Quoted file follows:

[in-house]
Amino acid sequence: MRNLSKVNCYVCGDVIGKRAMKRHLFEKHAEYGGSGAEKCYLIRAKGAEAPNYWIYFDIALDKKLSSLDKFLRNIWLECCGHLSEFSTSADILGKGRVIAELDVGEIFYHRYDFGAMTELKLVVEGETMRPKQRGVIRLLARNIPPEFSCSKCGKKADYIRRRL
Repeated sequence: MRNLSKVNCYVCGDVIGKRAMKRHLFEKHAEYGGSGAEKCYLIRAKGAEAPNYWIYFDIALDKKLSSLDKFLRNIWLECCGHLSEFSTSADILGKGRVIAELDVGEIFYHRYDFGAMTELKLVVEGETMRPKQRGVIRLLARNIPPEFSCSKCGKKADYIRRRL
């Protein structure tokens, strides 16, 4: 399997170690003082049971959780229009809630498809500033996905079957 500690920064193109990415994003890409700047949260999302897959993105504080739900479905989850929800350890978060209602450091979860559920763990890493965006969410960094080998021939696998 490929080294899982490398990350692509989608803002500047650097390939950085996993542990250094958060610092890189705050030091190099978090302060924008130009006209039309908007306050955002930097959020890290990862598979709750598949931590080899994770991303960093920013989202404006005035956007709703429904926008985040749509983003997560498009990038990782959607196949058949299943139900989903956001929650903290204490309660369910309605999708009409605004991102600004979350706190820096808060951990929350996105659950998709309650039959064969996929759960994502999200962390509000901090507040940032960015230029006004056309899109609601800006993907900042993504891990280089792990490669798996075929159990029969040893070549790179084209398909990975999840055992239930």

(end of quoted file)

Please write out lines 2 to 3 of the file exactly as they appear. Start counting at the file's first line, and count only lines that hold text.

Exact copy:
Amino acid sequence: MRNLSKVNCYVCGDVIGKRAMKRHLFEKHAEYGGSGAEKCYLIRAKGAEAPNYWIYFDIALDKKLSSLDKFLRNIWLECCGHLSEFSTSADILGKGRVIAELDVGEIFYHRYDFGAMTELKLVVEGETMRPKQRGVIRLLARNIPPEFSCSKCGKKADYIRRRL
Repeated sequence: MRNLSKVNCYVCGDVIGKRAMKRHLFEKHAEYGGSGAEKCYLIRAKGAEAPNYWIYFDIALDKKLSSLDKFLRNIWLECCGHLSEFSTSADILGKGRVIAELDVGEIFYHRYDFGAMTELKLVVEGETMRPKQRGVIRLLARNIPPEFSCSKCGKKADYIRRRL